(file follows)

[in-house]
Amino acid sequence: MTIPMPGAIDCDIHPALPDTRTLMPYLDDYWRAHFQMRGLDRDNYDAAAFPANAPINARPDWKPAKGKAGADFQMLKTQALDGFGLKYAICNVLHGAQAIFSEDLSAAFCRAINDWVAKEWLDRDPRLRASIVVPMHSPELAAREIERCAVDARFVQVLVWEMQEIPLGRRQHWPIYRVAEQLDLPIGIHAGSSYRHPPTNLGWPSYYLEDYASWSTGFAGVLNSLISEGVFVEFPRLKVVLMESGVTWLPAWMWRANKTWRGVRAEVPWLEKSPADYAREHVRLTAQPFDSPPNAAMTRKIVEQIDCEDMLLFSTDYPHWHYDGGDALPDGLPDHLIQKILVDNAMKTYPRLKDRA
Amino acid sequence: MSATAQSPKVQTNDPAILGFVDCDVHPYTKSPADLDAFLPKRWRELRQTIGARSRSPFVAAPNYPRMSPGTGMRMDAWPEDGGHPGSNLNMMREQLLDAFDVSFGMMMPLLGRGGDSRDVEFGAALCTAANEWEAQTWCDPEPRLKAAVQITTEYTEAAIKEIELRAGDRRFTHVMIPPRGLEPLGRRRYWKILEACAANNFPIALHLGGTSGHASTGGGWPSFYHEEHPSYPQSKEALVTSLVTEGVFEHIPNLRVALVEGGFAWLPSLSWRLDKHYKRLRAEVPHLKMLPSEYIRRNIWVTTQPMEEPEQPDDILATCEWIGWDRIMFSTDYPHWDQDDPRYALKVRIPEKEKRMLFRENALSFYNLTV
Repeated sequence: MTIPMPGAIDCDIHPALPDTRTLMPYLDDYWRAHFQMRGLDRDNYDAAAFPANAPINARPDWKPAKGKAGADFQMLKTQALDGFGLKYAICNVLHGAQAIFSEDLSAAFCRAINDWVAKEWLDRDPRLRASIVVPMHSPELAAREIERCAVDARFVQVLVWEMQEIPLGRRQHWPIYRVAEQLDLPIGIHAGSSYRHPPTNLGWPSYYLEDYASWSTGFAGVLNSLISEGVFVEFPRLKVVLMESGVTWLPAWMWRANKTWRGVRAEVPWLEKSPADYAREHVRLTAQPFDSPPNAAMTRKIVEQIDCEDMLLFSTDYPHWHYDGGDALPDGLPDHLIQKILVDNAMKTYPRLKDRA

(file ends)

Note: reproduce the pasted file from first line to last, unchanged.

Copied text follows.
[in-house]
Amino acid sequence: MTIPMPGAIDCDIHPALPDTRTLMPYLDDYWRAHFQMRGLDRDNYDAAAFPANAPINARPDWKPAKGKAGADFQMLKTQALDGFGLKYAICNVLHGAQAIFSEDLSAAFCRAINDWVAKEWLDRDPRLRASIVVPMHSPELAAREIERCAVDARFVQVLVWEMQEIPLGRRQHWPIYRVAEQLDLPIGIHAGSSYRHPPTNLGWPSYYLEDYASWSTGFAGVLNSLISEGVFVEFPRLKVVLMESGVTWLPAWMWRANKTWRGVRAEVPWLEKSPADYAREHVRLTAQPFDSPPNAAMTRKIVEQIDCEDMLLFSTDYPHWHYDGGDALPDGLPDHLIQKILVDNAMKTYPRLKDRA
Amino acid sequence: MSATAQSPKVQTNDPAILGFVDCDVHPYTKSPADLDAFLPKRWRELRQTIGARSRSPFVAAPNYPRMSPGTGMRMDAWPEDGGHPGSNLNMMREQLLDAFDVSFGMMMPLLGRGGDSRDVEFGAALCTAANEWEAQTWCDPEPRLKAAVQITTEYTEAAIKEIELRAGDRRFTHVMIPPRGLEPLGRRRYWKILEACAANNFPIALHLGGTSGHASTGGGWPSFYHEEHPSYPQSKEALVTSLVTEGVFEHIPNLRVALVEGGFAWLPSLSWRLDKHYKRLRAEVPHLKMLPSEYIRRNIWVTTQPMEEPEQPDDILATCEWIGWDRIMFSTDYPHWDQDDPRYALKVRIPEKEKRMLFRENALSFYNLTV
Repeated sequence: MTIPMPGAIDCDIHPALPDTRTLMPYLDDYWRAHFQMRGLDRDNYDAAAFPANAPINARPDWKPAKGKAGADFQMLKTQALDGFGLKYAICNVLHGAQAIFSEDLSAAFCRAINDWVAKEWLDRDPRLRASIVVPMHSPELAAREIERCAVDARFVQVLVWEMQEIPLGRRQHWPIYRVAEQLDLPIGIHAGSSYRHPPTNLGWPSYYLEDYASWSTGFAGVLNSLISEGVFVEFPRLKVVLMESGVTWLPAWMWRANKTWRGVRAEVPWLEKSPADYAREHVRLTAQPFDSPPNAAMTRKIVEQIDCEDMLLFSTDYPHWHYDGGDALPDGLPDHLIQKILVDNAMKTYPRLKDRA